As mattresses age, they become full of dirt, dust mites, pollen, bed bugs, and other allergens. An aging mattress also loses its ability to resist mold, mildew, and bacterial growth. Other pests like roaches may be attracted to the spills and odors on an older mattress as well. These pests may crawl into an older bed when you’re not around, bringing their germs and filth with them.
Old mattresses can stink in more than just a figurative sense. All the yucky things that grow in an older mattress, like mildew and bacteria, produce their own equally disagreeable smells. Not to mention the odor that comes from the buildup of sweat, body oil, and skin cells.
Aging mattresses are one of those things that you can’t just learn to live with. There are too many negative consequences if you hold onto an old mattress. From pain to interrupted sleep to allergy symptoms, you can suffer a lot by skimping out on purchasing a new mattress.
If budget is keeping you from shopping for mattresses, take a look at memory foam or innerspring mattresses. It is quite possible to get both these mattress types for a very reasonable price. In fact, for as little as a few hundred dollars, you could have a quality new memory foam or spring mattress that will last years to come.
Frequently Asked Questions
Often, your body will tell you that you need a new mattress. Are you sleeping on an older mattress? Have you started experiencing allergies, interrupted sleep, or pain? Do you wake up feeling unrested? You may need a new mattress.
Other signs you may need a new mattress include:
- Noisy and squeaky coils
- Sagging and soft spots
- Foul odors
- Rips and other damage
How long your mattress lasts depends not just on its material but how well you care for it. Proper mattress maintenance can add years to your mattress’ life expectancy.
One of the best things you can do for your mattress is to get a mattress protector. Protectors defend your mattress against stains, moisture, pests, and dirt. You can also wash your mattress protector just like you would sheets and pillows. This reduces your need to clean your mattress.
The other mattress maintenance action item is flipping and/or rotating. To flip your mattress, turn it over so that the bottom becomes the top. Also, make sure you rotate it so that the side at the footboard goes to the headboard and vice versa. Many mattresses have layers of foam and coils that mean they cannot be flipped. But you still need to rotate these at least twice a year.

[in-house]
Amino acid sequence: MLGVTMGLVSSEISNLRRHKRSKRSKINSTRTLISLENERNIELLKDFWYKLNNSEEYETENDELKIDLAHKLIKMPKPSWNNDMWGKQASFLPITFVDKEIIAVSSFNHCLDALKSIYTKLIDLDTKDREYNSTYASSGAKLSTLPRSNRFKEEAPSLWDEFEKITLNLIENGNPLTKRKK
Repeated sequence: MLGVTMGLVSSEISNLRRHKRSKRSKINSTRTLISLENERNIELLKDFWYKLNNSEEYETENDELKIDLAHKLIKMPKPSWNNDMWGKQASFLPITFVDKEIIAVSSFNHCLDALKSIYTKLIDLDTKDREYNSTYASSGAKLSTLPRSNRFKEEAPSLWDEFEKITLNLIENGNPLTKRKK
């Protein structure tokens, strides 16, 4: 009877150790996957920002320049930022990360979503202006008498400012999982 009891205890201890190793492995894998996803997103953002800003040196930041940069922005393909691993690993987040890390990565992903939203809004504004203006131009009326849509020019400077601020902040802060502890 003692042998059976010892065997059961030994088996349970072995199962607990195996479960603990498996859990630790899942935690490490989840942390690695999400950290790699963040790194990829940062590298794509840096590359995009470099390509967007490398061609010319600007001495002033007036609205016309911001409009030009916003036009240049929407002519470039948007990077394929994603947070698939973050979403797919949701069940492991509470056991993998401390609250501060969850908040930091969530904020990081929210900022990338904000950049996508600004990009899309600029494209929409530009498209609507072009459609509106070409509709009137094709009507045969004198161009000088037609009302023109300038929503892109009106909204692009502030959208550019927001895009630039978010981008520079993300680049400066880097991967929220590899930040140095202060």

Manufacturers usually give you a reasonable estimate of how long they expect their mattresses to last in their warranty agreements. For example, if a mattress maker offers a 20-year warranty, then they expect their mattress’ lifespan will be 20 years.
Keep in mind, the warranty’s indication of life expectancy is based on ideal circumstances. If you’re eating in bed, allowing kids to jump on the bed, failing to use a mattress protector, etc., your mattress will likely not last as long as the warranty indicates.
If you’re shopping on a budget, used mattresses can feel like the solution to your problems. However, a used mattress is usually not a good idea. Used mattresses already come with a lot of the problems your old mattress has. They may be saggy or more aged than they look. They also can come infested with mold or pests.
The best thing to do if you’re shopping on a budget is to look at value mattresses. There are now plenty of high-quality mattresses online that come at a reasonable price. A new value mattress is a safer bet than a used mattress.
Mattress toppers or mattress pads are no replacement for a new mattress. A mattress topper is a way for you to change the firmness or feel of your mattress without buying a new mattress. For example, you could soften a medium-firm mattress with a plush mattress topper.
However, mattress toppers are not made to fix a saggy mattress. They’ll just sag right with it. If you have absolutely no money for a new mattress, you might be able to lay some pillows underneath a mattress topper to reduce sag and even out your sleeping surface. But this is a temporary band-aid at best.